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Textile Desktop (desktop)

Made by Textile Chat on Slack Keywords

GitHub package.json version GitHub license David CircleCI branch standard-readme compliant

Official Textile Desktop Tray App

Join us on our public Slack channel for news, discussions, and status updates. For current status, and where you can help, please see our issues.

Table of Contents


Textile provides encrypted, recoverable, schema-based, and cross-application data storage built on IPFS and libp2p. We like to think of it as a decentralized data wallet with built-in protocols for sharing and recovery, or more simply, an open and programmable iCloud.

The reference implementation of Textile is written in Go, and can be compiled to various platforms, including mobile (Android/iOS) and desktop/server (OSX, Windows, Linux, etc). The app in this repo is designed to help support things like browser-based Textile apps, Node.js apps, and other use-cases.

This app provides access to an underlying go-textile node's REST API, and comes with various user-interfaces to access, control, and otherwise monitor API access. It is a testing ground for developing new services and tools on top of Textile for desktop environments.


This project was bootstrapped with Textile's textile-react-cookie. It was originally generated via Create React App, and then the build/run configuration was customized with a craco.config.js file.

To start developing with Textile desktop, you'll need to install go, nodejs, and various standard build tools. Then you can:

yarn dist -o {mac,linux,windows} && go run *.go

Note: By default yarn dist builds for all operating systems. For development, you'll want a platform specific build, so for OSX, you'll run,

yarn dist -o mac && go run *.go

If you modify the JS code, you'll need to rerun all of the above on order to rebuild the app and relaunch the Go service.

If you are updating the GO code, you can simply run,

go run *.go


yarn dev

Runs the app in the development mode. This will activate a vanilla Electron app in development mode. It will not support all Textile desktop functionality, but is a good way to play around with the UI.

yarn build

Builds the app for production to the build folder. It correctly bundles React in production mode and optimizes the build for the best performance.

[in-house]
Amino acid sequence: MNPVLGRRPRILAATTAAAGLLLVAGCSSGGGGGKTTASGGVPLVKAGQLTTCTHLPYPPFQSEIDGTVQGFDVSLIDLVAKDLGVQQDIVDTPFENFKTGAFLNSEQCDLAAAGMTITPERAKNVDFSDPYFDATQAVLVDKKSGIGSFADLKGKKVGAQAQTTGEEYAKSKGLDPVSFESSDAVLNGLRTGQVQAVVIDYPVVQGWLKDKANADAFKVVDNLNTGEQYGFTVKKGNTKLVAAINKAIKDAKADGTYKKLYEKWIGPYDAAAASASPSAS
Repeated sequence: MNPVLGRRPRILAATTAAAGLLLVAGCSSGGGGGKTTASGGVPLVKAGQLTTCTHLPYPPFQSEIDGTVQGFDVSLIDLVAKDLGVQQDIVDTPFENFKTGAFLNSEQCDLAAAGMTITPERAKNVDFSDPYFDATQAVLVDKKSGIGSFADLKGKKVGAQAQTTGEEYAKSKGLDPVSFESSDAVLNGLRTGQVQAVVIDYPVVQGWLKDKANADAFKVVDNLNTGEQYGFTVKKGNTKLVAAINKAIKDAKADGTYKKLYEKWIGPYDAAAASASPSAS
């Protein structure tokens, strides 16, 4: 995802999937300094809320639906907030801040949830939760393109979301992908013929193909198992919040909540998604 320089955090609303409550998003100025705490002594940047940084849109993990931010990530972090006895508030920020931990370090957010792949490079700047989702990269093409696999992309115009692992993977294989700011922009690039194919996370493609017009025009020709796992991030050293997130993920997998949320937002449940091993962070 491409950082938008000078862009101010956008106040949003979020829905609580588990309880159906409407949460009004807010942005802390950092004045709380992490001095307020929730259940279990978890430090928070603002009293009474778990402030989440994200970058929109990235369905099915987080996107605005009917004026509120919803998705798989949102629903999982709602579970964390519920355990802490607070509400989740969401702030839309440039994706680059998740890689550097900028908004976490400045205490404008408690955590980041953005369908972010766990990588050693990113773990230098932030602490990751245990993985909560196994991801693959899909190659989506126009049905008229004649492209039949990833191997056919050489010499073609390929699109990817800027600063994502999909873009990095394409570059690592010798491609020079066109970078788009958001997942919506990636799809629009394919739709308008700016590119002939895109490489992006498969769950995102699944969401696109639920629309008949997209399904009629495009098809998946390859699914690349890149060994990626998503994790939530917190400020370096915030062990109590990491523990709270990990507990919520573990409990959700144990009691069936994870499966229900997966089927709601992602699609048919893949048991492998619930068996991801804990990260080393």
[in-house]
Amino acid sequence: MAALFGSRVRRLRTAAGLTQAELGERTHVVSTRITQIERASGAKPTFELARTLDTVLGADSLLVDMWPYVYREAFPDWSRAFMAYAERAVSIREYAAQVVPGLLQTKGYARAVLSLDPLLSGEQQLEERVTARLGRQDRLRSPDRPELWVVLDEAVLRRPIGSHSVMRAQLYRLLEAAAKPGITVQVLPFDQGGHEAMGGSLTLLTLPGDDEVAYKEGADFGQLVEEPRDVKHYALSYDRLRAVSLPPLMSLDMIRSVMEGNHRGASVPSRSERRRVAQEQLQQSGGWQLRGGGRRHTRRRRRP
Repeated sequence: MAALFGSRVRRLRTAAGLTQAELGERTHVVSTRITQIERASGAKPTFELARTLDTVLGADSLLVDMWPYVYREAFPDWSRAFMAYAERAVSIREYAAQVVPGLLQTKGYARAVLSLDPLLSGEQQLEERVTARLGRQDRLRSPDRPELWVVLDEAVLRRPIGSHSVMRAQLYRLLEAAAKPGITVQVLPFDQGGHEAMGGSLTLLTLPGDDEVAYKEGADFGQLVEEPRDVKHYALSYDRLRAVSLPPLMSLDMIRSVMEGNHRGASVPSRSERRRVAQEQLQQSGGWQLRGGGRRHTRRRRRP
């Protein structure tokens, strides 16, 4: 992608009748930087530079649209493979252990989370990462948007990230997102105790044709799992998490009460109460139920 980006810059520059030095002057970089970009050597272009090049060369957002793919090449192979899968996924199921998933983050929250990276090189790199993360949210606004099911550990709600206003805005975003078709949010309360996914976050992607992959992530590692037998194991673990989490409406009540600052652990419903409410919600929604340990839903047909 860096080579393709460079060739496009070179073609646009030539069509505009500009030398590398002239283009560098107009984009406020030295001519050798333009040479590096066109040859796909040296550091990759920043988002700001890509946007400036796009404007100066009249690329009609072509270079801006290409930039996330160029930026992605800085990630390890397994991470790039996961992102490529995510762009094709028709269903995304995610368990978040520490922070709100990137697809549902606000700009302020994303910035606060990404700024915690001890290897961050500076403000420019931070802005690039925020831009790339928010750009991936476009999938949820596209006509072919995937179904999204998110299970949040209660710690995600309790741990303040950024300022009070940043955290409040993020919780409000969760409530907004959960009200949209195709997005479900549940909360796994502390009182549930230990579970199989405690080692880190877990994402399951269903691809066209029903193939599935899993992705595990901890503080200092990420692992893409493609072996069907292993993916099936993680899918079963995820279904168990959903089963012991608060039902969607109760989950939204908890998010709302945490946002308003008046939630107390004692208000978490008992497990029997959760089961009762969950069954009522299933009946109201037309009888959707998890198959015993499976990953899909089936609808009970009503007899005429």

The build is minified and the filenames include the hashes. Your app is ready to be deployed!

See the section about deployment for more information.

yarn dist

Builds the app and bundles it as an Electron app, along with the underlying go-textile node. This is how you produce a true Textile desktop release. See ./scripts/ for the commands used, and the go-astilectron + bundler repos for details.


Install go-astilectron-bundler:

go get
go install

Build the app: yarn build astilectron-bundler -v

Double-click the built app in tray/output/{darwin,linux,windows}-amd64, or run it directly:

go run *.go

You can also build the architecture-specific versions with:

astilectron-bundler -v -c bundler.{mac,linux,windows}.json


On Linux, you also have to apt-get install libappindicator1 xclip libgconf-2-4 due to an issue with building Electron-based apps.


Coming soon...


Carson Farmer


Textile's Desktop Tray App is a work in progress. As such, there's a few things you can do right now to help out:

  • Ask questions! We'll try to help. Be sure to drop a note (on the above issue) if there is anything you'd like to work on and we'll update the issue to let others know. Also get in touch on Slack.
  • Log bugs, file issues, submit pull requests!
  • Perform code reviews. More eyes will help a) speed the project along b) ensure quality and c) reduce possible future bugs.
  • Take a look at go-textie (which is our reference implementation), and also at some of the client repositories: for instance js-http-client.
  • Contributions here that would be most helpful are top-level comments about how it should look based on our understanding. Again, the more eyes the better.
  • Add tests. There can never be enough tests.
  • Contribute to the Textile WIKI with any additions or questions you have about Textile and its various impmenentations. A good example would be asking, "What is a thread?". If you don't know a term, odds are someone else doesn't either. Eventually, we should have a good understanding of where we need to improve communications and teaching together to make Textile even better.

Before you get started, be sure to read our contributors guide and our contributor covenant code of conduct.


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